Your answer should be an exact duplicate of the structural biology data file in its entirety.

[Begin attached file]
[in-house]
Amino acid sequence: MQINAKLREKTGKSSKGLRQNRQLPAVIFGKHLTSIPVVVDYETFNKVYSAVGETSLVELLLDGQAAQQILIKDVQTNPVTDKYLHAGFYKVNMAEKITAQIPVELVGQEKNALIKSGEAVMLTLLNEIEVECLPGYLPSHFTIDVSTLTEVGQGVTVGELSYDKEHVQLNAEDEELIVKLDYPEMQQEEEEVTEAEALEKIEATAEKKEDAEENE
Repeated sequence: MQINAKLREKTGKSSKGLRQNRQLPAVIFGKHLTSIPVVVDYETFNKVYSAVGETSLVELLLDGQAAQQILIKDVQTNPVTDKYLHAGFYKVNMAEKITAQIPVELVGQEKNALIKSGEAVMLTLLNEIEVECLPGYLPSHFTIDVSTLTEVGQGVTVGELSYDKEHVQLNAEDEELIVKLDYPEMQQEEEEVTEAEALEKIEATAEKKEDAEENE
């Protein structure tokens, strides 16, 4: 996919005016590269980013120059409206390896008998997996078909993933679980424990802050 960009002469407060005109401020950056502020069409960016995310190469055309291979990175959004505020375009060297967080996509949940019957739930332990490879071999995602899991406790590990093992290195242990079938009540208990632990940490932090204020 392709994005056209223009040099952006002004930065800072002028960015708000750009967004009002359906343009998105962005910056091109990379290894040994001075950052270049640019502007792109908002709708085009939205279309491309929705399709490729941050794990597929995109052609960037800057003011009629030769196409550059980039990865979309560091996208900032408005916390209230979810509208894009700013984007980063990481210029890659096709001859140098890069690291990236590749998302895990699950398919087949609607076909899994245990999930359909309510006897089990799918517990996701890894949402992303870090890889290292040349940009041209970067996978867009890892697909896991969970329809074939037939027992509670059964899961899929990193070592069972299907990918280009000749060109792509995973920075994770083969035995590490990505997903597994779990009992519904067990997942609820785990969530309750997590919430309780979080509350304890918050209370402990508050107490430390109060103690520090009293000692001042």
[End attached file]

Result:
[in-house]
Amino acid sequence: MQINAKLREKTGKSSKGLRQNRQLPAVIFGKHLTSIPVVVDYETFNKVYSAVGETSLVELLLDGQAAQQILIKDVQTNPVTDKYLHAGFYKVNMAEKITAQIPVELVGQEKNALIKSGEAVMLTLLNEIEVECLPGYLPSHFTIDVSTLTEVGQGVTVGELSYDKEHVQLNAEDEELIVKLDYPEMQQEEEEVTEAEALEKIEATAEKKEDAEENE
Repeated sequence: MQINAKLREKTGKSSKGLRQNRQLPAVIFGKHLTSIPVVVDYETFNKVYSAVGETSLVELLLDGQAAQQILIKDVQTNPVTDKYLHAGFYKVNMAEKITAQIPVELVGQEKNALIKSGEAVMLTLLNEIEVECLPGYLPSHFTIDVSTLTEVGQGVTVGELSYDKEHVQLNAEDEELIVKLDYPEMQQEEEEVTEAEALEKIEATAEKKEDAEENE
């Protein structure tokens, strides 16, 4: 996919005016590269980013120059409206390896008998997996078909993933679980424990802050 960009002469407060005109401020950056502020069409960016995310190469055309291979990175959004505020375009060297967080996509949940019957739930332990490879071999995602899991406790590990093992290195242990079938009540208990632990940490932090204020 392709994005056209223009040099952006002004930065800072002028960015708000750009967004009002359906343009998105962005910056091109990379290894040994001075950052270049640019502007792109908002709708085009939205279309491309929705399709490729941050794990597929995109052609960037800057003011009629030769196409550059980039990865979309560091996208900032408005916390209230979810509208894009700013984007980063990481210029890659096709001859140098890069690291990236590749998302895990699950398919087949609607076909899994245990999930359909309510006897089990799918517990996701890894949402992303870090890889290292040349940009041209970067996978867009890892697909896991969970329809074939037939027992509670059964899961899929990193070592069972299907990918280009000749060109792509995973920075994770083969035995590490990505997903597994779990009992519904067990997942609820785990969530309750997590919430309780979080509350304890918050209370402990508050107490430390109060103690520090009293000692001042």